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Caring For Generations

Giving Back to Social Security

On Behalf of | Apr 30, 2016 | Uncategorized

“In the first few weeks after the death,” attorneys Liza Hanks and Carol Elias Zolla warn trustees and executors in the book The Trustee’s Legal Companion, “you should pick up the phone and notify the Social Security Administration of the death by calling 800-772-1213.  You are required to return any Social Security payment that’s for the month of death, no matter when the death occurred.”

That can be confusing, the authors admit.  Social Security payments are usually made for the prior month.  If a person died June 30, for example, her check for June would arrive in July, and that check and any other that arrive after it must be returned.

What if Social Security checks are being deposited directly into a bank account?  Notify the bank and request that any funds received for the month of death or later be returned to Social Security as soon as possible.  If you’re mailing a check back, Hanks and Zolla warn, use registered mail so that you can get a receipt.  To find the closest Social Security Administration office, go to, they advise.

Since a surviving spouse is entitled to a one-time death benefit of $255 from Social Security and also might qualify for survivors’ benefits, survivors need to call or visit the SSA.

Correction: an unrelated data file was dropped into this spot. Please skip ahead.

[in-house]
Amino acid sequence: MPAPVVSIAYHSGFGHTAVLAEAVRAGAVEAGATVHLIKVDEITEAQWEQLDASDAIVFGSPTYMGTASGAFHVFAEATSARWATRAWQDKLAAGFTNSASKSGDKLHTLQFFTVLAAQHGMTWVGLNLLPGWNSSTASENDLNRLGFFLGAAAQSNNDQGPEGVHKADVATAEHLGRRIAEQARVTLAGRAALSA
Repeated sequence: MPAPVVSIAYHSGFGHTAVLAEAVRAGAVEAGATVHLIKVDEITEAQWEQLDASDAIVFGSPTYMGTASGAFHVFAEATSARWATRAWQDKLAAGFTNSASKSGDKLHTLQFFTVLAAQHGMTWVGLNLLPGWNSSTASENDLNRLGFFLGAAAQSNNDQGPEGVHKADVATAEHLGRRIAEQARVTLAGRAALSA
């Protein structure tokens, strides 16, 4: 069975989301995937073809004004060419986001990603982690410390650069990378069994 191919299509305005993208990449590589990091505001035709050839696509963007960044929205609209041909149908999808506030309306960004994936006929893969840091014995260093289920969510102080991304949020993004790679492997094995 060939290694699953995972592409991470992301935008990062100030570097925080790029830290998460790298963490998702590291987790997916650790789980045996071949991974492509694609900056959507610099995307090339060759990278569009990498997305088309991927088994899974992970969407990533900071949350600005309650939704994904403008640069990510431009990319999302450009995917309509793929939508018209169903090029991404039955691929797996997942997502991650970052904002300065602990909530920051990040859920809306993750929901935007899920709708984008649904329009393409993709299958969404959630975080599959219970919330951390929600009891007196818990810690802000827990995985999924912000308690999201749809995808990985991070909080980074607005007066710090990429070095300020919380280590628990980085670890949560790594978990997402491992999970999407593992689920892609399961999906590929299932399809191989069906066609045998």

Dealing with Social Security benefits is a very important part of winding up a wage earner’s – or former wage earner’s affairs, because, as Denis Clifford points out in Plan Your Estate, even survivors not entitled to payments based on their own earnings record may be eligible for survivor benefits.

Relatives who might qualify include:

  • Surviving spouse
  • Former spouse (if he/she was married 10 years or more to the deceased)
  • Unmarried minor children
  • Dependent grandchildren and great-grandchildren
  • Dependent parents over 65

Age is a factor in eligibility to collect benefits as a relative of the deceased worker:

  • Widow/widower – full benefits at normal retirement age, reduced benefits beginning at age 60.
  • Disabled widow/widower – benefits may begin as early as age 50

No matter how careful and detailed the estate plan, at Geyer & Associates we remind our clients to contact the Social Security Administration shortly following a loved one’s death.

– by Corinna A Smith of  Rebecca W. Geyer & Assicuates